Arrival Of Missives is interestingly written throughout and I liked Whiteley's detailed observations of everyday lives at the time. The mixed-age schoolroom has almost completely vanished from Britain now, as has the acceptance that a person would remain in a area because their family had always been there. The repeating motif of a three man jury is a neat plot device to reinforce a message of women's desires being ignored and irrelevant. Shirley' realisations of her real purpose to both Mr Tiller and to her family are important and well-portrayed moments. I was convinced by her emotional growth into a woman as the book progresses. I haven't read any of Whiteley's other writing so don't know if meshing science fiction and historical fiction is a recurring theme of her work, but in this novel I am undecided whether it really works. When I consider the science fiction storyline in isolation I quite like the idea, but reconciling it with the existing narrative required quite a leap of faith.

Search Lit Flits for more:
Books by Aliya Whiteley / Science fiction / Books from England


Kelpie Dreams by Steve Vernon
My rating: 3 of 5 stars

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Kelpie Dreams is the second book I successfully nominated for publication via the KindleScout programme and I received a copy from the publisher in return for my vote. I would like to thank Lee Ness (author of Deus Ex Machina) for his timely tweet alerting me to Kelpie Dreams' campaign. Kelpie Dreams is due to be published on the 10th May 2016.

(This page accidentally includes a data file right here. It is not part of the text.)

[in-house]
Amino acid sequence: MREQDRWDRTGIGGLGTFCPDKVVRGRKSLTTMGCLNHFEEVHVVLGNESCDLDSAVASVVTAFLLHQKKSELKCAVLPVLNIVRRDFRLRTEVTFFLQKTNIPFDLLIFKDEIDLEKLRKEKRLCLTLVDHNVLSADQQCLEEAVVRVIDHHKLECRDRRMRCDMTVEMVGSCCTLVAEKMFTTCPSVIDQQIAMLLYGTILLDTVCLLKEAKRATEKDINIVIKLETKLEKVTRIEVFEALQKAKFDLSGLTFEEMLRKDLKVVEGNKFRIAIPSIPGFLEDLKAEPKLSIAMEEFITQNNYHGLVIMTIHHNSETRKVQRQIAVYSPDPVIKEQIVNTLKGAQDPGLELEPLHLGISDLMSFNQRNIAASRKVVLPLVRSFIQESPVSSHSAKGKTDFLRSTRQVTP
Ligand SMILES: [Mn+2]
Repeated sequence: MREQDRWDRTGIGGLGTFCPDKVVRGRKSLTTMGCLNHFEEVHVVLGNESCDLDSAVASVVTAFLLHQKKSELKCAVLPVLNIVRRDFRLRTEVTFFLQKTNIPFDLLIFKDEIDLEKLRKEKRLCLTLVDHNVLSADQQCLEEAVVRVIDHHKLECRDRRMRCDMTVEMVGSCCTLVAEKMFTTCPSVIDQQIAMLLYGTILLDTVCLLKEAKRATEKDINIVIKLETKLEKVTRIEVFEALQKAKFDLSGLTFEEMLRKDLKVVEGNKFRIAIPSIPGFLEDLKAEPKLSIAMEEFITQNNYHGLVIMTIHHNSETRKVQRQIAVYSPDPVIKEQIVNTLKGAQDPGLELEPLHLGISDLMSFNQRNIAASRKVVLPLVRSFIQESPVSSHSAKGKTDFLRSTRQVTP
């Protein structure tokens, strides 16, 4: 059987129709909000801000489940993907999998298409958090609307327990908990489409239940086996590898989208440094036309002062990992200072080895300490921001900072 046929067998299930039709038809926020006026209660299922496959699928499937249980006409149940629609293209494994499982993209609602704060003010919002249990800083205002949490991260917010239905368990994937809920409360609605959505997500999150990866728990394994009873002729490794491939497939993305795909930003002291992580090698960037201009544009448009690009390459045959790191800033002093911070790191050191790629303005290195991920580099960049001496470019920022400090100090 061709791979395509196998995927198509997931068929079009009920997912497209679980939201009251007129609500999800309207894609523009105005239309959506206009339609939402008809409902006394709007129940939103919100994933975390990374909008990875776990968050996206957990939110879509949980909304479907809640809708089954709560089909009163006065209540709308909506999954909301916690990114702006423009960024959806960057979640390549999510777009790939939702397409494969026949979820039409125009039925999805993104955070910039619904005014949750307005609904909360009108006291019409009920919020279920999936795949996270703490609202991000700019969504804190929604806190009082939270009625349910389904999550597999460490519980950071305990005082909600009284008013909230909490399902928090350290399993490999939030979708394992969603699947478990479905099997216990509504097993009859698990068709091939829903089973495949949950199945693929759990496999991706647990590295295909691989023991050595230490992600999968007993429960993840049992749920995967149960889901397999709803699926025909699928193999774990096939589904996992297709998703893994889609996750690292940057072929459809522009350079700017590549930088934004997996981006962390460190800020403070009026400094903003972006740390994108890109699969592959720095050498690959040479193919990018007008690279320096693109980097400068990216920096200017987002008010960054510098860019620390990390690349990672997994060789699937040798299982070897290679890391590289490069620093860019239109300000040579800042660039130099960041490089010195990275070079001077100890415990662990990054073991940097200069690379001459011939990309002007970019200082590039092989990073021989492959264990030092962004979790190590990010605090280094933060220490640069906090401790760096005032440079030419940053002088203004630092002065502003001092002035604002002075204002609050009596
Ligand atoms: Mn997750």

Set on the Nova Scotia coast, this novel begins with the unkindly named Lady Cordelia Macbeth, known as Dee, grieving the death of her son Hamilton in a car accident. Crashing as the result of unfortunate circumstances, he plunged into the ocean and she has visited the spot in order to place a white cross on the beach. This is quite an emotional scene and a dark place to start what turns into an exceedingly bizarre and humorous novel. Dee finds herself underwater fighting with a giant octopus sea hag, falling in love with a two hundred year old horse and throwing sticks for a giant purple dog. Vernon's imagination is fantastic in both senses of the word!